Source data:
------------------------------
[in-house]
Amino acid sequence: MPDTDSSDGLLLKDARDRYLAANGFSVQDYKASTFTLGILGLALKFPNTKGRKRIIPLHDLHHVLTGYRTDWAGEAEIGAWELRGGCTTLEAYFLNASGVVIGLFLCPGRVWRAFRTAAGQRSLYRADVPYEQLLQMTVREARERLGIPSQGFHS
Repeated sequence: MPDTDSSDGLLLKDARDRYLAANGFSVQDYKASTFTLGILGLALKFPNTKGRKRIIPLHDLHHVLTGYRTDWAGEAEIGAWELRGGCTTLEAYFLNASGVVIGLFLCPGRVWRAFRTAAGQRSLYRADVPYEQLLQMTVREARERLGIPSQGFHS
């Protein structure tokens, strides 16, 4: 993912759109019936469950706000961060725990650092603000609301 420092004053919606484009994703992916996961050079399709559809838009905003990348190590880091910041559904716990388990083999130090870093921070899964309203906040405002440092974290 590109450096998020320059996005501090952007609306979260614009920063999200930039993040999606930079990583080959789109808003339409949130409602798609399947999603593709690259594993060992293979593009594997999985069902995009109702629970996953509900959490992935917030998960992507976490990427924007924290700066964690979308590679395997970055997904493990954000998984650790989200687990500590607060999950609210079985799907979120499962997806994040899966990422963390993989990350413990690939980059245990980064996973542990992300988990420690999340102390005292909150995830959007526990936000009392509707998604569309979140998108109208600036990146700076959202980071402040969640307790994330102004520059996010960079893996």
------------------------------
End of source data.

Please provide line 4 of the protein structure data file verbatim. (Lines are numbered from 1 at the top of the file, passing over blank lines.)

């Protein structure tokens, strides 16, 4: 993912759109019936469950706000961060725990650092603000609301 420092004053919606484009994703992916996961050079399709559809838009905003990348190590880091910041559904716990388990083999130090870093921070899964309203906040405002440092974290 590109450096998020320059996005501090952007609306979260614009920063999200930039993040999606930079990583080959789109808003339409949130409602798609399947999603593709690259594993060992293979593009594997999985069902995009109702629970996953509900959490992935917030998960992507976490990427924007924290700066964690979308590679395997970055997904493990954000998984650790989200687990500590607060999950609210079985799907979120499962997806994040899966990422963390993989990350413990690939980059245990980064996973542990992300988990420690999340102390005292909150995830959007526990936000009392509707998604569309979140998108109208600036990146700076959202980071402040969640307790994330102004520059996010960079893996």